Sunday, February 28, 2010

INDIANA LICENSE PLATE HISTORY TIDBIT #1 -- How the 1963 switch to county numbers almost didn't work out

In June 1962, the then-commissioner of Indiana's Bureau of Motor Vehicles, Allen Nutting, announced that the state's 1963 plates would be all-numeric, with either the first digit or first two digits determining the county in which a particular plate was issued.

But we know today that there were no all-numeric plates issued for 1963.

There's a reason for that.

According to an article in the June 19, 1962 Evansville Press, Nutting backpedaled on the all-numeric plate idea because, when the punch cards were run through the bureau's rudimentary computers, the machines couldn't distinguish between the numbers 5 2345 (a plate meant for Blackford County) and 52 345 (a plate to be issued in Miami County).

It didn't take a machine to figure out that wasn't going to work.

Thus the bureau added what they called "an alphabetical branch prefix" -- a letter -- between the county number and the plate number.  In Spencer County, that meant plates issued at the Rockport branch began with "74A" and those issued at the Dale branch began with "74B."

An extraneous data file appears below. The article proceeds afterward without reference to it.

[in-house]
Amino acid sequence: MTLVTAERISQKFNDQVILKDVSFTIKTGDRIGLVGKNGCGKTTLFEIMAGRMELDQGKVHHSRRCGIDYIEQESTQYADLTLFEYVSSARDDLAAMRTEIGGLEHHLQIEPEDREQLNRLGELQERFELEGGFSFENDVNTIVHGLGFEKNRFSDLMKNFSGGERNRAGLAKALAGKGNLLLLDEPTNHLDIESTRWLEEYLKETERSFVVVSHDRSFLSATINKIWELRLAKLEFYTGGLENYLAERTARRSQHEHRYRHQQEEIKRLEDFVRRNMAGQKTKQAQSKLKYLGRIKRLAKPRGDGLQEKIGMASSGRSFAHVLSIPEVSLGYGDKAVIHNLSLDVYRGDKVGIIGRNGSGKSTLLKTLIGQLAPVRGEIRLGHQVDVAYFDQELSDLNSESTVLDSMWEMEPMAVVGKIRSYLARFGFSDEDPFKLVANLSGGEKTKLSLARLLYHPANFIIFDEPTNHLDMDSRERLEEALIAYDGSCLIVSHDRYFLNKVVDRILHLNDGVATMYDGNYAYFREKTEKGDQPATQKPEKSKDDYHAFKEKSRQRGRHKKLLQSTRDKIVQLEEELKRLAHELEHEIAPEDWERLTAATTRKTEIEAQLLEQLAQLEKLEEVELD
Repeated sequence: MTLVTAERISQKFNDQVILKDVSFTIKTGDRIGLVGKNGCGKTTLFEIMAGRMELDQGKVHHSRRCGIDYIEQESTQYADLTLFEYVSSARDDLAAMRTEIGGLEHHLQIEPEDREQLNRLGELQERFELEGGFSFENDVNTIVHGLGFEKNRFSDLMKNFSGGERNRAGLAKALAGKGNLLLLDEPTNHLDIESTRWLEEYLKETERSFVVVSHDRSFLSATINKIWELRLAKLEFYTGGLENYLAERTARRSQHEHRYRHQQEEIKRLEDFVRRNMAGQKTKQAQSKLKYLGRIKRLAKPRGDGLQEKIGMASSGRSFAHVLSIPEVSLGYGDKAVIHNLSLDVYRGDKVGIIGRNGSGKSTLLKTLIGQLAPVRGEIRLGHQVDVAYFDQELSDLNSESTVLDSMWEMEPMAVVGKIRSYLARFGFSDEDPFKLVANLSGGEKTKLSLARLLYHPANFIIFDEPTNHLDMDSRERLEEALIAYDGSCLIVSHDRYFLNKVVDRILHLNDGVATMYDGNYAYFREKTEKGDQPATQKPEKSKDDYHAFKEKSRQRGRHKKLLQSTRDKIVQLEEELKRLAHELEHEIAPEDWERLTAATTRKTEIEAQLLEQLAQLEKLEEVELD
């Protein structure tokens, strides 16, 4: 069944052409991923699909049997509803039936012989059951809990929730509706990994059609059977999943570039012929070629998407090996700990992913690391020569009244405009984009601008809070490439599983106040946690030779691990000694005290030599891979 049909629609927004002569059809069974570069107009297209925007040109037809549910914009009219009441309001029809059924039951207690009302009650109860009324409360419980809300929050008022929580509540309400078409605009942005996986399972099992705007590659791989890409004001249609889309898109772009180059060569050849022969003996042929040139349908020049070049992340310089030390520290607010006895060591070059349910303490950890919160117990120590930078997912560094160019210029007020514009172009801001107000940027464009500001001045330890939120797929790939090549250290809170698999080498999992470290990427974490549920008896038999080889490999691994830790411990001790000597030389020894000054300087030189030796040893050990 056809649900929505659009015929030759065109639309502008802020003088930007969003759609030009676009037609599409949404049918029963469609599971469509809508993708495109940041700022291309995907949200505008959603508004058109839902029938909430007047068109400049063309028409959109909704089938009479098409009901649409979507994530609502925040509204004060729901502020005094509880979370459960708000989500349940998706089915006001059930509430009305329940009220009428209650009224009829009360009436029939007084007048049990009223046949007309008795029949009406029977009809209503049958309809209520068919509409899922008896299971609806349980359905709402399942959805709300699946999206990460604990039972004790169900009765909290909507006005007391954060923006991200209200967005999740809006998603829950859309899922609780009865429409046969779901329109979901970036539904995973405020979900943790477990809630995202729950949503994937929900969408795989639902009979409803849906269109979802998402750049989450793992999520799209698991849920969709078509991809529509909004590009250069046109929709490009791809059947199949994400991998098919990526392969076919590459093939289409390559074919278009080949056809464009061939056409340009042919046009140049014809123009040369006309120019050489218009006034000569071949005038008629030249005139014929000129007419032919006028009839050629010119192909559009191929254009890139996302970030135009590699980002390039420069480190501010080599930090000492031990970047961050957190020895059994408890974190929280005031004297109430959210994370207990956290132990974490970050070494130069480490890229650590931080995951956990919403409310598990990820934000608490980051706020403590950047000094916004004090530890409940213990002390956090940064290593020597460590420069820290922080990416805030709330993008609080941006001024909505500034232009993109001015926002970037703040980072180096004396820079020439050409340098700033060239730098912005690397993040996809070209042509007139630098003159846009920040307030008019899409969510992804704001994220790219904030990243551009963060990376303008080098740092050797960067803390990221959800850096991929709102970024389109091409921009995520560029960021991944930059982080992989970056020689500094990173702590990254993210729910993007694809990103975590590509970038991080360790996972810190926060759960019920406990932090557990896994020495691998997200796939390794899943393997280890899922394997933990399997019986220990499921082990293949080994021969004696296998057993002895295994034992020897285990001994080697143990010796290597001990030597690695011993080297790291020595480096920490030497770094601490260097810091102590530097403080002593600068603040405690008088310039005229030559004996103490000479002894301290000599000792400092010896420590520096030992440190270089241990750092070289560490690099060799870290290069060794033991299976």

And now you know a little more about Indiana plate history than you did before.

NEXT TIME:  Find out why plates ending with "9" and "0" were hot commodities in Indiana in 1969!

Tuesday, February 2, 2010

A sighting ...

Last night, while I was out running errands, I found myself behind a new Chrysler Town & Country bearing a new 2010 Kentucky dealer plate.

What caught my eye about the plate was the new dies.  Until this year, Kentucky's dealer plates had continued to use the type of dies first used in late 1962, but now it appears that eventually all Kentucky plate types will be changed over to the dies introduced in 2008.

I find it interesting that the 1962-style dies lasted for 48 years, while the other "new" dies, first used in 1988, were phased out after 20.